Plaintiff argues Brainshark must be added to this action because it is a necessary and indispensable party under Fed.R.Civ.P. 19. In determining whether parties are necessary, courts consider (1) whether complete relief between the parties can be granted in the absence of the proposed additional parties and (2) whether the proposed additional parties "claimed an interest relating to the subject of the action." Bailey v. Bayer CropScience L.P., 563 F.3d 302, 308 (8th Cir. 2009).

Plaintiff has not shown that Brainshark is a necessary party. There is no evidence that in Brainshark's absence, the Court cannot afford complete relief between Plaintiff and Defendant. See Bailey, 563 F.3d at 308 (finding proposed parties not necessary because their absence from the suit would not prevent complete relief between existing parties). Questions concerning the contractual relationship between Plaintiff and Defendant are separate from those surrounding Plaintiff s contractual arrangement with Brainshark. Any dispute between Plaintiff and Brainshark arises out of a separate contract between those parties.

Moreover, even if Brainshark could be considered a necessary party, it is not indispensable. "If a potential defendant, whose joinder would destroy jurisdiction, is determined to be indispensable, the district court must either permit joinder and grant remand under § 1447(e), or dismiss the action pursuant to Rule 19(b)." Bailey, 563 F.3d at 308. "The determination of whether or not a person is an indispensable party is one which must be made on a case-by-case basis and is dependent upon the facts and circumstances of each case." Helzberg's Diamond Shops, Inc. v. Valley West Pes Moines Shopping Center, Inc., 564 F.2d 816, 819 (8th Cir. 1977) (citations omitted). Factors to be considered in evaluating whether a party is indispensable include:

(1) the extent to which a judgment rendered in the person's absence might prejudice that person or the existing parties;
(2) the extent to which any prejudice could be lessened or avoided by:
(A) protective provisions in the judgment;
(B) shaping the relief; or
(C) other measures;
(3) whether a judgment rendered in the person's absence would be adequate; and
(4) whether the plaintiff would have an adequate remedy if the action were dismissed for nonjoinder.

Fed. R. Civ. P. 19(b). None of these factors favor joinder.

Plaintiff has not shown that it would be prejudiced by Brainshark's absence from this suit. Plaintiff argues that if it is not allowed to amend its Complaint to join Brainshark as a defendant, Plaintiff will be forced to file a separate state court action against Brainshark for breach of the Reseller Agreement and/or unjust enrichment in order for Plaintiff to recover royalties and fees associated with Defendant's account that Plaintiff paid to Brainshark. Plaintiff asserts that this would lead to duplicative litigation, as well as the potential for inconsistent verdicts. The Court finds these arguments unpersuasive. At the time this action was filed in state court, Plaintiff was aware of Brainshark's failure to implement the Rapid Learning enhancements and that it had paid Brainshark a commission. In other words, the basis for Plaintiffs claims that it now wishes to assert against Brainshark has been known to Plaintiff since the beginning of this suit. Moreover, Plaintiff retains the ability to bring suit against Brainshark, if necessary, in a separate action.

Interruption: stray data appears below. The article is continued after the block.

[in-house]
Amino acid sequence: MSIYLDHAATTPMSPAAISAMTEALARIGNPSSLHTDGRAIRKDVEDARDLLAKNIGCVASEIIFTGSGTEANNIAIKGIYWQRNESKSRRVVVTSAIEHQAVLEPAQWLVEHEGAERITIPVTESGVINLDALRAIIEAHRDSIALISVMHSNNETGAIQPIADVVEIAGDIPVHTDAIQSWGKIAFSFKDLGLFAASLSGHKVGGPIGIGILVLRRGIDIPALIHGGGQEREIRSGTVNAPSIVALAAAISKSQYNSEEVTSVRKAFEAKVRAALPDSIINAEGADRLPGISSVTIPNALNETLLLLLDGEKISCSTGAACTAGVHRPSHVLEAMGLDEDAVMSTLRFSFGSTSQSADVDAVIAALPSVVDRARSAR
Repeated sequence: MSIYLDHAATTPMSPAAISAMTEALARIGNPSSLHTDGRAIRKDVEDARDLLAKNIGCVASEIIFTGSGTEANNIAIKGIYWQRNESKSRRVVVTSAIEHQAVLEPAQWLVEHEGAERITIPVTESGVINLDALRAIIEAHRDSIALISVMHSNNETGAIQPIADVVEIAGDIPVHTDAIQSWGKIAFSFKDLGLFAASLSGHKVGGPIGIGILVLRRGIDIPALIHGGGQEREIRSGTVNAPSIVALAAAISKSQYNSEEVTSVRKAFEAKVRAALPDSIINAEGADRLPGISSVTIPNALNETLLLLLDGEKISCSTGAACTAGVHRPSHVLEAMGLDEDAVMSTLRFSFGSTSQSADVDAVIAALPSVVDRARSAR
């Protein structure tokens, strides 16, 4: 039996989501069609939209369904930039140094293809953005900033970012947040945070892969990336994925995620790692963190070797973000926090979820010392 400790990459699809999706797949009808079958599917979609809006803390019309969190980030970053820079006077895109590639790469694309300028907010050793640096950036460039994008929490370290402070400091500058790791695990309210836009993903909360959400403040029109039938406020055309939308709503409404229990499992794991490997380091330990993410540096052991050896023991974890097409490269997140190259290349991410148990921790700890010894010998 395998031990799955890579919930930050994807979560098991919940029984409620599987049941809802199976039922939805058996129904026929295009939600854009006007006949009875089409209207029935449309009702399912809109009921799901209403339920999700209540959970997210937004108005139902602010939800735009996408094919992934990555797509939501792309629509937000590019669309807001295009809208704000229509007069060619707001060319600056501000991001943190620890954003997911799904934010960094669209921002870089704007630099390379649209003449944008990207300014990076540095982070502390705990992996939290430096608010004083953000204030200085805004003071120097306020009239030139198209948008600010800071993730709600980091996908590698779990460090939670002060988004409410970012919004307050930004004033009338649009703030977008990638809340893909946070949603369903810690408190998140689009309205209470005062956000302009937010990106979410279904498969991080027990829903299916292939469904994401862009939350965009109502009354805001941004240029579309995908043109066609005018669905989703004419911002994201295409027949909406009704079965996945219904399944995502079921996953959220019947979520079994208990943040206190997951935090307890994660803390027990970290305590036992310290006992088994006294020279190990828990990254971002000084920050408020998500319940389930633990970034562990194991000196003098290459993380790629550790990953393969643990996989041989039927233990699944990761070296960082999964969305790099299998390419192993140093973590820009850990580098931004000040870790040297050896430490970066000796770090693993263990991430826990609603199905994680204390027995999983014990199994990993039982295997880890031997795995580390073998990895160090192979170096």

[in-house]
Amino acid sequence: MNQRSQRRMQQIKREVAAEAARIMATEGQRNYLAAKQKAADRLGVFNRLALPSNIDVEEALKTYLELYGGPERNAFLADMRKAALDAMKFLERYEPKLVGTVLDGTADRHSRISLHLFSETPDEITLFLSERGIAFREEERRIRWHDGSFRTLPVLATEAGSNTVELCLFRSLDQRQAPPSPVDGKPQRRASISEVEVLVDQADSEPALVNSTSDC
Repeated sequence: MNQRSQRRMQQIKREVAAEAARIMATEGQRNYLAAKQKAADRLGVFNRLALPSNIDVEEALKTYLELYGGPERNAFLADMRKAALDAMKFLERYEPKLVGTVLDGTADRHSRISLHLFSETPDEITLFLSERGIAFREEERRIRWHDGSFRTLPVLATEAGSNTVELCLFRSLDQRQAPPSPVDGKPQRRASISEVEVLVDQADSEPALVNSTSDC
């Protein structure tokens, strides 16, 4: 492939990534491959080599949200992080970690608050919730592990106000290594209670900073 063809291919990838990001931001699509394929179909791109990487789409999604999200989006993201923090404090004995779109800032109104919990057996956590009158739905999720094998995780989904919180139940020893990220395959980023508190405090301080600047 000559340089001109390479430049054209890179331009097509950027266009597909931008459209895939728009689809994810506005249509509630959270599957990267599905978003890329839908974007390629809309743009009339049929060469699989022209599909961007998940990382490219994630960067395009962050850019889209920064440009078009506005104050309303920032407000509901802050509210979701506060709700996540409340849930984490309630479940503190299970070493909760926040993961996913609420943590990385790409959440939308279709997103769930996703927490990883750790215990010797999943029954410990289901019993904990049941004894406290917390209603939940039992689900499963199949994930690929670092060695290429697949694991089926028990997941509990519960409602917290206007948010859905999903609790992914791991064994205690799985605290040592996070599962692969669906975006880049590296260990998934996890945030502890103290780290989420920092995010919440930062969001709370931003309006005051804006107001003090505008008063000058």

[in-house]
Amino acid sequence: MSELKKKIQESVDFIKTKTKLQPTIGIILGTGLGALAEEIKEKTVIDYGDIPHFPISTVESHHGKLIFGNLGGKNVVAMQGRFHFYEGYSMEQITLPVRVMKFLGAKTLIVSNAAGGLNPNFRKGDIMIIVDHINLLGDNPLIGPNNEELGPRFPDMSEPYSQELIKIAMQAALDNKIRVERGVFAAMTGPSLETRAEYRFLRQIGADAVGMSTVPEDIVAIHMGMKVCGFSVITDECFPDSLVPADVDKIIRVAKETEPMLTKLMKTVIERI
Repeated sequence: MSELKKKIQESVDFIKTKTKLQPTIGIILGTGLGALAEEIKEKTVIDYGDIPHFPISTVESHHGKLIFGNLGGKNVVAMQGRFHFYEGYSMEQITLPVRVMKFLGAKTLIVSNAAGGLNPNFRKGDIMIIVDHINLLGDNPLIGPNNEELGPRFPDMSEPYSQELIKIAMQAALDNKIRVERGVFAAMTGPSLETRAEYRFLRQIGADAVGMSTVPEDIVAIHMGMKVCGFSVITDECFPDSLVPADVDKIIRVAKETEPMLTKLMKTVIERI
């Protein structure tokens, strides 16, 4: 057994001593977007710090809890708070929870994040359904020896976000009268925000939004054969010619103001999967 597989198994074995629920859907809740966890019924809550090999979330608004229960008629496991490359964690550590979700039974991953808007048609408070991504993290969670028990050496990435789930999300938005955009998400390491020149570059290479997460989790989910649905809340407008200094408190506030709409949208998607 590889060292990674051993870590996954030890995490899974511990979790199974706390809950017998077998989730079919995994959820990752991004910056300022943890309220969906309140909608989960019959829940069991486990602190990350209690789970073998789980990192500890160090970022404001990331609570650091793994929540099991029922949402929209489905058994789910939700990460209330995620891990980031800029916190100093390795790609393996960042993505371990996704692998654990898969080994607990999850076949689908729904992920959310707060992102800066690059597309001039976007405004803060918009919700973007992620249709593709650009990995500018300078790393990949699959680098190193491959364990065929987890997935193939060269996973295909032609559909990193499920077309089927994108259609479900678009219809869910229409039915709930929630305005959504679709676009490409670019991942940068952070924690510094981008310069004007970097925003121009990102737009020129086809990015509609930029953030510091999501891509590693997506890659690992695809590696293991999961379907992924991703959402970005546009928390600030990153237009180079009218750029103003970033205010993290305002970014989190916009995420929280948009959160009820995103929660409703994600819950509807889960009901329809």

Plaintiff further argues that even if Brainshark is not necessary and indispensable under Rule 19, the interest of justice requires that Plaintiff be granted leave to amend to join Brainshark as a defendant. A three-factor balancing test is employed in evaluating whether a non-diverse, unnecessary, and dispensable party should nonetheless be joined in the interest of justice. Specifically, the Court is required to consider (1) the extent to which joinder of the nondiverse party is sought to defeat federal jurisdiction, (2) whether the plaintiff has been dilatory in seeking amendment and (3) whether the plaintiff will be significantly injured if amendment is not permitted. Bailey, 563 F.3d at 309.

Plaintiff claims it is not seeking to defeat federal jurisdiction, but is simply attempting to promote judicial economy and protect its interests by preventing duplicative litigation. Plaintiff claims it was not dilatory in seeking this amendment because the present posture of the case is a result of the parties' request that they be permitted to conduct initial limited discovery and then file motions for summary judgment as to whether the InterCall Order Form or Brainshark Order Form governs the parties' relationship. Still, Plaintiff would not be injured if amendment is not allowed. As stated previously, even if Brainshark is not joined in this suit, Plaintiff could maintain a separate action against Brainshark, if necessary. Moreover, this case has been on-going for approximately 19 months, the interest of justice does not favor adding another party, as well as a host of other issues, at this point.

Finally, Plaintiff argues that Brainshark should be added under the permissive joinder provisions of Fed.R.Civ.P. 20. However, for the reasons explained above, permissive joinder is inappropriate in this case.

IT IS ORDERED that Plaintiffs Amended Motion for Leave to Amend Complaint and to Join a Necessary and Indispensable and/or Proper Party (filing 63) is denied.